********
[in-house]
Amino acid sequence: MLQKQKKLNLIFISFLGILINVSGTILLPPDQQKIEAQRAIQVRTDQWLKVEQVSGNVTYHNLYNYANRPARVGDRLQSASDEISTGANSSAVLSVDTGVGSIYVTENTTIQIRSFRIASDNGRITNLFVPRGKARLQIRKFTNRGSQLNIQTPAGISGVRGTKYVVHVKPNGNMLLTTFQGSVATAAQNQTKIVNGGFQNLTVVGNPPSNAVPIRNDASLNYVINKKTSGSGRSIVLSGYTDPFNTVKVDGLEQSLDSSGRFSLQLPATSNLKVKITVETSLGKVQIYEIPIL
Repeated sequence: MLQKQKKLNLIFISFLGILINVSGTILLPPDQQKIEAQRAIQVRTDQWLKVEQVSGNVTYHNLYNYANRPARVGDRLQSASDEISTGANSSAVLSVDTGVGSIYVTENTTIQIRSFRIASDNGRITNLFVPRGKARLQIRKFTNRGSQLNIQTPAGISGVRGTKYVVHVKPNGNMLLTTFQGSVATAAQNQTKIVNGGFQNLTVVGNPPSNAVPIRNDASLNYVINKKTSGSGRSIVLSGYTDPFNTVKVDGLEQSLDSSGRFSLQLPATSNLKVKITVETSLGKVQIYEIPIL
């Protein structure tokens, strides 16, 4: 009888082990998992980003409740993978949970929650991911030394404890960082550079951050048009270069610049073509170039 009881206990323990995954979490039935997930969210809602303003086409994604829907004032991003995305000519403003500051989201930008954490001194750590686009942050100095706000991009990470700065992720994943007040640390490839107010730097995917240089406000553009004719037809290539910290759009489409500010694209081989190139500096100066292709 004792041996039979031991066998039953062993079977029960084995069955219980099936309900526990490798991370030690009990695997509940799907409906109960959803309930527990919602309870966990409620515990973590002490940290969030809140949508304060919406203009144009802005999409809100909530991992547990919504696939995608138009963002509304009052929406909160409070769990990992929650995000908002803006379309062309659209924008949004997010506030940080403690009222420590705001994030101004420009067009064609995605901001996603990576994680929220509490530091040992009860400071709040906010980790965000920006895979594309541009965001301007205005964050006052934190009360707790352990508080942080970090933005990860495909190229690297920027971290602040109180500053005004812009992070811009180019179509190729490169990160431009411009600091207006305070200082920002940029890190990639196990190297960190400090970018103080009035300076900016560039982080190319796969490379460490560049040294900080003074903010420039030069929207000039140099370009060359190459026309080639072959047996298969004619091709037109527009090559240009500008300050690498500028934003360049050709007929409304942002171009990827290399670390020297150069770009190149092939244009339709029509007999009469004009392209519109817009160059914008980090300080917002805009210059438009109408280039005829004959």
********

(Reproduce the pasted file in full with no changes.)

[in-house]
Amino acid sequence: MLQKQKKLNLIFISFLGILINVSGTILLPPDQQKIEAQRAIQVRTDQWLKVEQVSGNVTYHNLYNYANRPARVGDRLQSASDEISTGANSSAVLSVDTGVGSIYVTENTTIQIRSFRIASDNGRITNLFVPRGKARLQIRKFTNRGSQLNIQTPAGISGVRGTKYVVHVKPNGNMLLTTFQGSVATAAQNQTKIVNGGFQNLTVVGNPPSNAVPIRNDASLNYVINKKTSGSGRSIVLSGYTDPFNTVKVDGLEQSLDSSGRFSLQLPATSNLKVKITVETSLGKVQIYEIPIL
Repeated sequence: MLQKQKKLNLIFISFLGILINVSGTILLPPDQQKIEAQRAIQVRTDQWLKVEQVSGNVTYHNLYNYANRPARVGDRLQSASDEISTGANSSAVLSVDTGVGSIYVTENTTIQIRSFRIASDNGRITNLFVPRGKARLQIRKFTNRGSQLNIQTPAGISGVRGTKYVVHVKPNGNMLLTTFQGSVATAAQNQTKIVNGGFQNLTVVGNPPSNAVPIRNDASLNYVINKKTSGSGRSIVLSGYTDPFNTVKVDGLEQSLDSSGRFSLQLPATSNLKVKITVETSLGKVQIYEIPIL
């Protein structure tokens, strides 16, 4: 009888082990998992980003409740993978949970929650991911030394404890960082550079951050048009270069610049073509170039 009881206990323990995954979490039935997930969210809602303003086409994604829907004032991003995305000519403003500051989201930008954490001194750590686009942050100095706000991009990470700065992720994943007040640390490839107010730097995917240089406000553009004719037809290539910290759009489409500010694209081989190139500096100066292709 004792041996039979031991066998039953062993079977029960084995069955219980099936309900526990490798991370030690009990695997509940799907409906109960959803309930527990919602309870966990409620515990973590002490940290969030809140949508304060919406203009144009802005999409809100909530991992547990919504696939995608138009963002509304009052929406909160409070769990990992929650995000908002803006379309062309659209924008949004997010506030940080403690009222420590705001994030101004420009067009064609995605901001996603990576994680929220509490530091040992009860400071709040906010980790965000920006895979594309541009965001301007205005964050006052934190009360707790352990508080942080970090933005990860495909190229690297920027971290602040109180500053005004812009992070811009180019179509190729490169990160431009411009600091207006305070200082920002940029890190990639196990190297960190400090970018103080009035300076900016560039982080190319796969490379460490560049040294900080003074903010420039030069929207000039140099370009060359190459026309080639072959047996298969004619091709037109527009090559240009500008300050690498500028934003360049050709007929409304942002171009990827290399670390020297150069770009190149092939244009339709029509007999009469004009392209519109817009160059914008980090300080917002805009210059438009109408280039005829004959």